We think of Jesus as that guy who opened up God to people of every nationality, but on one occasion a non-Israelite woman pleaded with Jesus to heal her daughter, and Jesus couldn’t have seemed less interested.
“I was sent only to the lost sheep of Israel,” said the Lord and Savior of all humanity.
Let’s take a moment and admit to our souls that this is extremely weird.
Matthew calls this woman a “Canaanite”, which is an interesting choice. By the time of Matthew, there shouldn’t have been any Canaanites wondering around.
The Law of Moses instructed the Hebrews to kill them all.
Yet, when Matthew’s so-called Canaanite woman begged Jesus even harder, Jesus doubled down: “It is not right to take the children’s bread and toss it to the dogs.”
This was a mother in misery.
And Jesus called her a dog.
Now can we admit that this is weird?
This is the same Jesus who on the night his betrayal told Peter to put down his sword against Roman soldiers (which, as an aside, why did Jesus wait until that night to say anything about Peter’s sword?). This is the same Jesus who gave us the Good Samaritan. Who gave us the new covenant in which there is “no Jew nor Gentile, no slave nor free, no male nor male and female, for we are all one in him.” Right? Jesus calling someone a “dog” sounds a lot like comments I read underneath Youtube videos, but not a lot like Jesus.
So, what’s going on here? That’s what we’ll cover today. As usual, we have some ground to cover.
Jesus, The Rabbi
Last week, we talked in detail about the Essenes, and I briefly mentioned the Pharisees and the Sadducees. Today, we’re circling back to the Pharisees.
As I said yesterday, if someone in the first century was a rabbi, that means they would have aligned with the Pharisees.
Jesus was a rabbi.
If you don’t believe me, ask his friends and enemies:
- Going at once to Jesus, Judas said, “Greetings, Rabbi!” and kissed him. Matthew c26 v49
- Peter said to Jesus, “Rabbi, it is good for us to be here. Let us put up three shelters—one for you, one for Moses and one for Elijah.” Mark c9 v5
- “What do you want me to do for you?” Jesus asked him. The blind man said, “Rabbi, I want to see.” Mark c10 v51
- On one occasion a Pharisee stood up to test Jesus. “Rabbi,” he asked, “what must I do to inherit eternal life?” Luke c10 v25
- “And some of the Pharisees in the crowd said to him, ‘Rabbi, rebuke your disciples.’” Luke c19 v39
- “Then there came to him some of the Sadducees…and they asked him, saying, ‘Rabbi…’” Luke c20 v27
Jesus is identified as a rabbi in every one of the four gospels.
Jesus’s disciples called him a rabbi.
The Pharisees called him a rabbi.
The Sadducees called him a rabbi.
Even a blind man called him a rabbi.
So, what’s a rabbi?
Pay attention to the details of this next part. To me, they’re everything.
In the towns of Galilee, Jewish children around the age of five or six entered Bet Sefer—essentially Jewish elementary school. By the age of ten, most of these children, starting with B’eresheit bara Ehohim (where have you heard that?), would have memorized the entire text of the Torah.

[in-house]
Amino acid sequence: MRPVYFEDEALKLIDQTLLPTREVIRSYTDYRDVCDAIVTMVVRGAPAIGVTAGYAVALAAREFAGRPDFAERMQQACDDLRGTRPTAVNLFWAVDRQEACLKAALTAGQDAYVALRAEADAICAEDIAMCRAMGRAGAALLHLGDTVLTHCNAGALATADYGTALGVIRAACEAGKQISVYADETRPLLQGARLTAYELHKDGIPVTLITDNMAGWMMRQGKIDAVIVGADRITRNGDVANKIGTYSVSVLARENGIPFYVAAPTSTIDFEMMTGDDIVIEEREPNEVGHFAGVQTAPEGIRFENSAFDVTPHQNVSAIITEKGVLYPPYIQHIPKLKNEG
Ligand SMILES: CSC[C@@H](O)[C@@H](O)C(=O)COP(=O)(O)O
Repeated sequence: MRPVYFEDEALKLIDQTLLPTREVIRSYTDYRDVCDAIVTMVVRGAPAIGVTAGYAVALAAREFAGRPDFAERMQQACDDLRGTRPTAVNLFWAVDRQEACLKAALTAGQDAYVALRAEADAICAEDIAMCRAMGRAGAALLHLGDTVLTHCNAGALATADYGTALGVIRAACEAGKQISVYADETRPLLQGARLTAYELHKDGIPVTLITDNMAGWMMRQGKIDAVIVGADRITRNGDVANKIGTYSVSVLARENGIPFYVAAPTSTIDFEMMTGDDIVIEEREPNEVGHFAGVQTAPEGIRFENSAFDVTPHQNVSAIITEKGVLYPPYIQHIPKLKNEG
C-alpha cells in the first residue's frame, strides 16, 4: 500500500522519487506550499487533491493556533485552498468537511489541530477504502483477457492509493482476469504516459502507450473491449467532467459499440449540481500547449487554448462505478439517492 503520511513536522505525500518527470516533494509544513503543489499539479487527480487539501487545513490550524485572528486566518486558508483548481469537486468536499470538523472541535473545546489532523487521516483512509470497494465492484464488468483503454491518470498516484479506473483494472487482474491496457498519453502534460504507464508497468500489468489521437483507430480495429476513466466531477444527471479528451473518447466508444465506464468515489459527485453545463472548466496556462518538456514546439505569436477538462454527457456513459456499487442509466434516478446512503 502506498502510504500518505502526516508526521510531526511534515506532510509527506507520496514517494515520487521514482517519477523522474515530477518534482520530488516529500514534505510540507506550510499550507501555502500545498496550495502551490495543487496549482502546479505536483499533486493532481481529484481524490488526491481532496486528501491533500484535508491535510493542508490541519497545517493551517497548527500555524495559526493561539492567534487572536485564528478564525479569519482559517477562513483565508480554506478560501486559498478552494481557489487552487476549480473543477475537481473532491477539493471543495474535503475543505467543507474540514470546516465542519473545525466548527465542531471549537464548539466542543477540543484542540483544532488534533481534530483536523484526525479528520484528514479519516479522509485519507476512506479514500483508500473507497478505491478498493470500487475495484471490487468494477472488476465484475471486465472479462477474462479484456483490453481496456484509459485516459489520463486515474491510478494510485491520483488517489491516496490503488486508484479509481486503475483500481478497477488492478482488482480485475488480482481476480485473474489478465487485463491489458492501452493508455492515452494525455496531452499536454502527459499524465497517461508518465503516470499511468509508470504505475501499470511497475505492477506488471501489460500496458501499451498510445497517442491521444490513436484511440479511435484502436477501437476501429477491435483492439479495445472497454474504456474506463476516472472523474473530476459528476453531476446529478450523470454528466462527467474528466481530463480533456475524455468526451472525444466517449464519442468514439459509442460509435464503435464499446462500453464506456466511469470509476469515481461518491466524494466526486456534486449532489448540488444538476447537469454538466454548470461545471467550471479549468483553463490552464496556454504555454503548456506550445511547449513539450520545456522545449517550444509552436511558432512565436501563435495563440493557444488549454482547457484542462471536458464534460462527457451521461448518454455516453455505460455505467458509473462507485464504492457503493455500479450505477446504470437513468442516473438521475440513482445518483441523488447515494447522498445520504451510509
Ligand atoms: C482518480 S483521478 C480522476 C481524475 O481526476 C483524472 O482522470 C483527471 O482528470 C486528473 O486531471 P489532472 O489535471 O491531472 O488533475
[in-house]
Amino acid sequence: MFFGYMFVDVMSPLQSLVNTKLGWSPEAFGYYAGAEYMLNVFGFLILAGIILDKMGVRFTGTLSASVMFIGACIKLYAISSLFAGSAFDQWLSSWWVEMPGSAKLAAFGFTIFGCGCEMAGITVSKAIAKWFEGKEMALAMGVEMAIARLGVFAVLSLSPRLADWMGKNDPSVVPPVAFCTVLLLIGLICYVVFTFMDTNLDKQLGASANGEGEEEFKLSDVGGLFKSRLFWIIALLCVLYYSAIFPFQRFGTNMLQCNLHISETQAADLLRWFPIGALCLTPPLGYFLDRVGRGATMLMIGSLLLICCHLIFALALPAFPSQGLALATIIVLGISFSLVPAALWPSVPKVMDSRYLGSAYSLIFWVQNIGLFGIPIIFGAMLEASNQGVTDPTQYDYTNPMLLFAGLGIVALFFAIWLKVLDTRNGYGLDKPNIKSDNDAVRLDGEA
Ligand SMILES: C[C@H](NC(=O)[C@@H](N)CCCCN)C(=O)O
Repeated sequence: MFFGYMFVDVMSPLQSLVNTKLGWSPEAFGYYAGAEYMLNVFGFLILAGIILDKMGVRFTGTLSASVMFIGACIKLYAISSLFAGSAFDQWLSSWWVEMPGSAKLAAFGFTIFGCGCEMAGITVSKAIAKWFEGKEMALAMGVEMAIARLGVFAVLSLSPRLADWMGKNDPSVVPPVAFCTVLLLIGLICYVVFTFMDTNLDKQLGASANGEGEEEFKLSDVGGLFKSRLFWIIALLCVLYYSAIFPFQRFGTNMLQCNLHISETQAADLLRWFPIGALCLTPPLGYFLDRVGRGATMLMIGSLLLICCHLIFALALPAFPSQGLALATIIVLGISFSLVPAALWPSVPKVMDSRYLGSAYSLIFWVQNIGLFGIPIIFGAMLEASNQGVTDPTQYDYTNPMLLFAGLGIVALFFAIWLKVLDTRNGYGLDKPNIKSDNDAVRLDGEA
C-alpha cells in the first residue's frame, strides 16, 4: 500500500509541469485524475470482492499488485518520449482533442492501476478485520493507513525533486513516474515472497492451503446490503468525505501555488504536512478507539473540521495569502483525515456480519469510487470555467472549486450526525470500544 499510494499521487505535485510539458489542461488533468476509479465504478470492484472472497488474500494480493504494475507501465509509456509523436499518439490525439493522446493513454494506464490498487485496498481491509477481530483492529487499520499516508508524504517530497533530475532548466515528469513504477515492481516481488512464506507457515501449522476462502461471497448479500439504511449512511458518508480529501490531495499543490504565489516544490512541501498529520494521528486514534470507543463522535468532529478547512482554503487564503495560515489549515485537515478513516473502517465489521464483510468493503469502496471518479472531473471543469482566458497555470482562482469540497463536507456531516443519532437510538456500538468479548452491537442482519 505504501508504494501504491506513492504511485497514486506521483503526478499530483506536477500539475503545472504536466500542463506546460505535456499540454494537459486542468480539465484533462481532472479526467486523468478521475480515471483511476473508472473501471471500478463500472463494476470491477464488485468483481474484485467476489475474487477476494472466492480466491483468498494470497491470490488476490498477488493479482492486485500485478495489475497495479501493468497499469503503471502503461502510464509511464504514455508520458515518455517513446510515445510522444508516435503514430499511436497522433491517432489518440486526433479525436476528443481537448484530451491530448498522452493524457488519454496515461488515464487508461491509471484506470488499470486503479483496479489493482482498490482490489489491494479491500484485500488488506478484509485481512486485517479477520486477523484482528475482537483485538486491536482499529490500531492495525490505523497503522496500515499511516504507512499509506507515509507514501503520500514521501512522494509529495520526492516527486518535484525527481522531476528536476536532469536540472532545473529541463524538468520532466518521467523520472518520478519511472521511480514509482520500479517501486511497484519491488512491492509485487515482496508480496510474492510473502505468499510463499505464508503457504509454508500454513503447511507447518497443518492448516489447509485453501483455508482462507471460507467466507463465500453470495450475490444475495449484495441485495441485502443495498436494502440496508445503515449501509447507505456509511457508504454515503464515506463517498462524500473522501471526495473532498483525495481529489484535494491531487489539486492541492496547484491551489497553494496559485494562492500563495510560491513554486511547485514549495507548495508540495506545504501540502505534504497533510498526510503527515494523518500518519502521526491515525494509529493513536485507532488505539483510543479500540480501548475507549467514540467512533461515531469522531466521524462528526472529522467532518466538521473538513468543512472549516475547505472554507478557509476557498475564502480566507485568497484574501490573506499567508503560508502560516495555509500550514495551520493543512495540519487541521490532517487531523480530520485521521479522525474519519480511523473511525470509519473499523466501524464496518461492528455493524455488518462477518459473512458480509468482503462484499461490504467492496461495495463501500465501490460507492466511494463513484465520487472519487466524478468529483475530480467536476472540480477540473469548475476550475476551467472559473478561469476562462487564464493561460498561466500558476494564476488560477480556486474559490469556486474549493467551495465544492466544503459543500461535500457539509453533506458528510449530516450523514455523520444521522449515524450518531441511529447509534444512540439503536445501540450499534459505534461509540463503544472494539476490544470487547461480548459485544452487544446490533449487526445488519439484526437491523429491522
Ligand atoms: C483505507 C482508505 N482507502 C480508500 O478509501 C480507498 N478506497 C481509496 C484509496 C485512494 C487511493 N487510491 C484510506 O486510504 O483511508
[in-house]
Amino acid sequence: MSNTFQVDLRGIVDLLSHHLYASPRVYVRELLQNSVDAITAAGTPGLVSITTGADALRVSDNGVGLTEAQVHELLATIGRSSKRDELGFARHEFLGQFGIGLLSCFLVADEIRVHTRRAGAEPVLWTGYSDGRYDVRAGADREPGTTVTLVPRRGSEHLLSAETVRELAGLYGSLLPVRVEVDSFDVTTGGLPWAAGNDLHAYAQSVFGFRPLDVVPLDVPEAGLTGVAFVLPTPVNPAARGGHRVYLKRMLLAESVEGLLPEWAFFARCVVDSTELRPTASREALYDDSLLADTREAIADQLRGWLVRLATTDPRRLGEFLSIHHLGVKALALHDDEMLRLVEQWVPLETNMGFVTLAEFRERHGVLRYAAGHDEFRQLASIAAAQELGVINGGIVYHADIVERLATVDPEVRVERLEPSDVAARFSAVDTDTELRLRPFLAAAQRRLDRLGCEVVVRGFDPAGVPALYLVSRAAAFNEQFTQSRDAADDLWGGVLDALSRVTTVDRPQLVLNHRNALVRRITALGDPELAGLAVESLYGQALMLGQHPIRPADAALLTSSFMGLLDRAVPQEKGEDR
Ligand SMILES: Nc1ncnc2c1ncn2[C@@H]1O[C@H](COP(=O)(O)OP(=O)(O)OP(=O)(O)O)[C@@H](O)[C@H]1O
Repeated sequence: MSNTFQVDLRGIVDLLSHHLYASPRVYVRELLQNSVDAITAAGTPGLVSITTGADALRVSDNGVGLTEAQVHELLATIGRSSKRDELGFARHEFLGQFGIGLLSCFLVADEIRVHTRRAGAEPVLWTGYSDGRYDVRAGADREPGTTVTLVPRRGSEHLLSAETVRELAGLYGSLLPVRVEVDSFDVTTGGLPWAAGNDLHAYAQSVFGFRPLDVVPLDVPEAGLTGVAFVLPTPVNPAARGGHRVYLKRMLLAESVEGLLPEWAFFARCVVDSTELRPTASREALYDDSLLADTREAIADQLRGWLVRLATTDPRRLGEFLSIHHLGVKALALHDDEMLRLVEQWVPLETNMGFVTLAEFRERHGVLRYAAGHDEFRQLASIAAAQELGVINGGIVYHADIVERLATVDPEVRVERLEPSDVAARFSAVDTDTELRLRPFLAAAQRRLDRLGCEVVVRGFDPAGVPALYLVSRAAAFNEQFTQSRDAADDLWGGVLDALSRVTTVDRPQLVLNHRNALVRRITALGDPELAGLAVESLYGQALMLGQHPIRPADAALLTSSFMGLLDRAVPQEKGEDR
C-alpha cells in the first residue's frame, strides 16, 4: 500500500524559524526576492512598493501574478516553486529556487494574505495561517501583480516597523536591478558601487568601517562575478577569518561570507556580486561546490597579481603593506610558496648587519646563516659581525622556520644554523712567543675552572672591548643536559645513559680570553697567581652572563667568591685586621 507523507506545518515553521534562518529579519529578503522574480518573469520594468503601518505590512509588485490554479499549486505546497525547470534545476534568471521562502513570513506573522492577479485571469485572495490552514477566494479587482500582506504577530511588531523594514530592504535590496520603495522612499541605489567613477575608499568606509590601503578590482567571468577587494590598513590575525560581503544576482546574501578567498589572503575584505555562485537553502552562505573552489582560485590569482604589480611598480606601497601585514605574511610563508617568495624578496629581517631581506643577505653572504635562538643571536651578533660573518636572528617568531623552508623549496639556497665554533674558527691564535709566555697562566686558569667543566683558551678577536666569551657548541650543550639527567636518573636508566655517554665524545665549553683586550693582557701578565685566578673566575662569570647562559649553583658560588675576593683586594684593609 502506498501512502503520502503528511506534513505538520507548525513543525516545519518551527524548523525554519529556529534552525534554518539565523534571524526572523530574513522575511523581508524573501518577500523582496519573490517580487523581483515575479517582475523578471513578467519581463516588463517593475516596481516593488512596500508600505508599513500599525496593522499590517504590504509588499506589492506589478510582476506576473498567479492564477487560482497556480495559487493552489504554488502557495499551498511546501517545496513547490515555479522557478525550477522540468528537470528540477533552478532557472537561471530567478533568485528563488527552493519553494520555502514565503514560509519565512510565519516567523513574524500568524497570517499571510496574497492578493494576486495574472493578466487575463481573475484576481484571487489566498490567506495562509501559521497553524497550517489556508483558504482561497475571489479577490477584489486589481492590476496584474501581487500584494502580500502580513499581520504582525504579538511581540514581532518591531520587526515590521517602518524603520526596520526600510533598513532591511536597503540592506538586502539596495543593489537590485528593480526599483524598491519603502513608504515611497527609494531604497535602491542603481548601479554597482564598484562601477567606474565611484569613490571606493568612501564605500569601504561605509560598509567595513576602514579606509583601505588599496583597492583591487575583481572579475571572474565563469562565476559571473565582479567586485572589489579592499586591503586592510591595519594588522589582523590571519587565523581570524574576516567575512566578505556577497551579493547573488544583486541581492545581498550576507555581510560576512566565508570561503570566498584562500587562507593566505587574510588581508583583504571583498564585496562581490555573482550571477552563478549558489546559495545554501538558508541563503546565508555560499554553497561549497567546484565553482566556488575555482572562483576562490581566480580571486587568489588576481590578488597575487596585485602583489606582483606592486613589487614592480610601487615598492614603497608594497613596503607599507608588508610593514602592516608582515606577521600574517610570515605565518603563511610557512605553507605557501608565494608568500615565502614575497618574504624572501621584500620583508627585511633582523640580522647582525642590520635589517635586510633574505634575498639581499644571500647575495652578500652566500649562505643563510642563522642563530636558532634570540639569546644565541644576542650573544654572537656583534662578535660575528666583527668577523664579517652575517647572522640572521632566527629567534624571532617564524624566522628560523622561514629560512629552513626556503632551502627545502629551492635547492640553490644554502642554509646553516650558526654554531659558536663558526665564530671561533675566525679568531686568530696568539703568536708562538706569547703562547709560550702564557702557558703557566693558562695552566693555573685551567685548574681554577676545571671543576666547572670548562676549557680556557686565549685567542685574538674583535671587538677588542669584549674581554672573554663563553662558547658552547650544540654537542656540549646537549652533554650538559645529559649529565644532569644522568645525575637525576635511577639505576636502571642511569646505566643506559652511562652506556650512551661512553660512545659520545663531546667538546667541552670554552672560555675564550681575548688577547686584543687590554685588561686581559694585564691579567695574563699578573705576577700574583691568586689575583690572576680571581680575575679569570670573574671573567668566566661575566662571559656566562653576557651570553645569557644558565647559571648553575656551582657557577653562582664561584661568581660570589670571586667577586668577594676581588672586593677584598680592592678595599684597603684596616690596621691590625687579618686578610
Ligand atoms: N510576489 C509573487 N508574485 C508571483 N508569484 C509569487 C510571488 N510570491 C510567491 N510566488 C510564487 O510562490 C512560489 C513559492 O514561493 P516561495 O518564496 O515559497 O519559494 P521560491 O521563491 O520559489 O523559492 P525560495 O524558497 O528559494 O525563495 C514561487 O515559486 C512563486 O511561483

Which is freaking amazing.
The children who excelled in Bet Sefer (because memorizing the Torah apparently isn’t by itself amazing) graduated to Bet Talmud. By the age of fourteen, most children in Bet Talmud would have had the entire Hebrew text memorized.
(Which is double . . . triple . . . quadruple . . . infinity amazing)
And again, the teenagers who excelled in Bet Talmud would have a chance to move further. The final stage of Jewish education was called Bet Midrash. Before you could be accepted to Bet Midrash, you would present yourself before the rabbi whose group of disciples you hoped to join. After all, it was through Bet Midrash that Jewish children would become rabbis themselves.
As I pointed out last week in our discussion of the Essenes, the rabbis also understood that texts are pliable things. Flexible things. Things that look different from different angles.
Texts have to be probed.
Viewed from different perspectives.
Applied in different circumstances.
Sure, any literate person can read the words of a text, but the Pharisees correctly understood that that is just the beginning. Once a text is read, the reader has to decide what it means, and whether its mean the same thing now as it did when it was written. Sure, the Torah instructs Jews not to work on the Sabbath, but how does one follow this command? The Jewish Mishnah is full of commentary on this, and there were many splits of opinion on this issue and many others.
Can you walk? If yes, how far can you walk? If you drop something while you walk, can you pick it up? If you can pick up something you drop, can you pick up other things? How many other things? How far? Is there anything you cannot pick up? How much weight can you pick up and carry? How far can you move something you pick up? Does it matter if the load you pick up is shared by others? Are there any exceptions for emergencies? Are there any other Jewish laws that supersede Sabbath laws?
(You may pass this off as legalism, but violation of the Sabbath is punishable by death, so figuring this out was important work.)
If you were to compile a list of a particular rabbi’s interpretations of the law, the prophets, and the writings, the list you would end up with was called that rabbi’s “yoke.”
A rabbi’s yoke could be understood by making a list in two columns. In one column, you would list the things on any issue of the Torah that a rabbi did not allow. In rabbi speak, these things were said to be “bound”. In another column, you would list the things that a rabbi allowed. Things that were allowed were said to be “loosed.”
Where have you heard this language?
Usually, rabbis would trace their yoke back to the rabbi who taught them, who would trace their yoke back to the rabbi who taught them. If you followed the trail long enough, you would go back to a kind of exceptional rabbi of the Tanakh who had reached such a stature that they were conferred the authority to make new interpretations of the text. A rabbi with authority to reinterpret the text was and is said to have s’mikhah, the Hebrew word denoting authority. The ceremony of giving s’mikhah would involve two rabbis already with s’mikhah who would place their hands on the new rabbi, thus vouching for their exceptional competence.